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Research project investigates generational shift in aged care

There’s a generational shift coming to aged care. Gradually the Silent Generation, characterised as conservative people with respect for authority, who lived through the Second World War and the Great Depression, will be replaced by the Baby Boomers; born between 1946 and 1964 as the first generation to be raised in front of a television, and who are seen as materialistic and ambitious.

(Source: Shutterstock)
(Source: Shutterstock)

The Silent Generation likes bingo, word games and knitting. The Baby Boomers are fans of technology and use social media to reconnect with old friends. They are unlikely to settle for bingo night.

Leisure & Lifestyle Consultant Jade Gilchrist, founder of Embracing Difference Consultancy in Queensland, believes there is a need for aged care providers to re-evaluate current leisure & lifestyle programs and to prepare for a transition phase as the two generations overlap.

To support her ‘Baby Boomer Research Project’ she’s looking for participants to gain more insight into the emerging needs of the next generation of care recipients.

It’s been 20 years since Ms Gilchrist followed her mother’s footsteps into aged care, studying Certificate 3 in Aged Care and completed her compulsory placement. “Way back in the good old days where things were not so good in nursing homes, I remember the stench of urine the moment I stepped into the facility. We all know how far we have come in Aged Care, but do we know how much further we have ahead of us?”

After completing her course she immediately enrolled to study Certificate 4 in Diversional Therapy. “My motivation was about spending quality time with residents and to have the opportunity to engage in meaningful activities. Assistant in nursing was too task focused for me and I found I had little time to really connect with my residents except during cares, so my new direction into Leisure & Lifestyle was born.”

Researcher and Leisure & Lifestyle Consultant Jade Gilchrist

Today Ms Gilchrist has 17 years experience in the Leisure & Lifestyle field under a number of different roles. Also a qualified Anthropologist, she has a unique view of the Leisure & Lifestyle industry.

“I use my knowledge of quantitative and qualitative research methods to assist me in my Lifestyle role but more importantly I’ve come to see each facility as its own culture. In my current role as a Leisure & Lifestyle Consultant, I advocate for better standards by education and create tools to assist with the day to day coordination of Lifestyle Departments. However, as a result of my anthropological education I also have become acutely aware of not pushing the one fits all approach.”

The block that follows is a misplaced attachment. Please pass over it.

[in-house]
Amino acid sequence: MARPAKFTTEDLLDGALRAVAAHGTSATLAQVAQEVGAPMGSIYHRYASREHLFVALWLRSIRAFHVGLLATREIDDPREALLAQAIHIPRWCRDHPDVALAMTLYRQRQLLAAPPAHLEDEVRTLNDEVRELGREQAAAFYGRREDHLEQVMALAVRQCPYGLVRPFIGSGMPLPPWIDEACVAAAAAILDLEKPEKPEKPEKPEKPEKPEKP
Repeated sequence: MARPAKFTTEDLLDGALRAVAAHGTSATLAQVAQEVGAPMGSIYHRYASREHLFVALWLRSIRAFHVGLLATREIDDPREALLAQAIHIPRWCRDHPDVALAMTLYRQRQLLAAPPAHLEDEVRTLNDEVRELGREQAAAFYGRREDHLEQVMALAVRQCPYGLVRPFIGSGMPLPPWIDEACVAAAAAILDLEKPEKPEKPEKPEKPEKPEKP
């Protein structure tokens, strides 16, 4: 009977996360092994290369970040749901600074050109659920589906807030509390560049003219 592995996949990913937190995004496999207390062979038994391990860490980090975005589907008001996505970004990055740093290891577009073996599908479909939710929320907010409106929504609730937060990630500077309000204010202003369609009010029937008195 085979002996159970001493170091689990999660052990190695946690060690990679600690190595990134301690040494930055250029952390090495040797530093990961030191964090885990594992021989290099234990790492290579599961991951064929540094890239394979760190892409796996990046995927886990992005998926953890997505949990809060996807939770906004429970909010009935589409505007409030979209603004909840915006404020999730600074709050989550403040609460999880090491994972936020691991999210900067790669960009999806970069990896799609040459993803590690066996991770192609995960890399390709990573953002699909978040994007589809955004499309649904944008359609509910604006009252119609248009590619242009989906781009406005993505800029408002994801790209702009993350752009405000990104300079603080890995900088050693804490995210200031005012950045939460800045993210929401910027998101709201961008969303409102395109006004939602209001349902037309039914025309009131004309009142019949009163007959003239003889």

She has first hand experience with the conflict of age appropriate activities as Baby Boomers are entering Aged Care facilities and with a tech-savvy Baby Boomer mother she decided to research what that generation is expecting when it comes to aged care and how the transition into care can be made easier.

“ ’As long as my finger still works and I can use my iPad, I will be fine,’ said my mother over a recent conversation about Aged Care facilities.

“One thing that already seems obvious before I even start my research is the need for technology friendly facilities and tech ready Lifestyle staff. It will be Lifestyle staff that will be asked to help with Skype or misbehaving iPads and we might as well accept it and learn what we can about this technology.”

(Source: Shutterstock)

“So to predict the Impact of the Baby Boomer generation on Diversional Therapy practice I am conducting research and seeking participation from Lifestyle Officers, Lifestyle Coordinators and Diversional Therapists to gather data. A short email survey and brief telephone interviews will all be kept confidential. I am particularly interested in anyone who is trying to cater to both generations in the one facility and what challenges or successes you have experienced.”

Through her research Ms Gilchrist is hoping to identify current trends in practise, and promote forward thinking and planning by pushing for new standards in Lifestyle Departments across the Aged Care Sector, to ensure readiness for the emerging needs of next generation of care recipients.

“The findings of this paper will explore changes in the Aged Care service delivery. Clarify if placement in Aged Care facilities are becoming reserved for mainly dementia and high-care care recipients as this will also contribute to new Diversional Therapy practices in the future.”

Ms Gilchrist would also like to speak to people of the Baby Boomer generation to understand their expectations of Leisure & Lifestyle Departments in Aged Care facilities.

 “The significance of these findings will assist professionals in the Leisure & Lifestyle industry to review current practices. It will also give valuable insight into the expectations of future care recipients and their needs.”

Jade Gilchrist is hosting a free presentation on Thursday 19 April at the Clifton Jam Factory. Register online to attend. 

Follow the Baby Boomer Research Project on Facebook to participate in polls and group discussions or contact Jade by emailing or phone 0432 712 087 for more information or to take part in her research.


Parts of this article were published in Diversional Therapy Australia’s magazine ‘Connections’ – June 2016. Republished with permission of Jade Gilchrist. 


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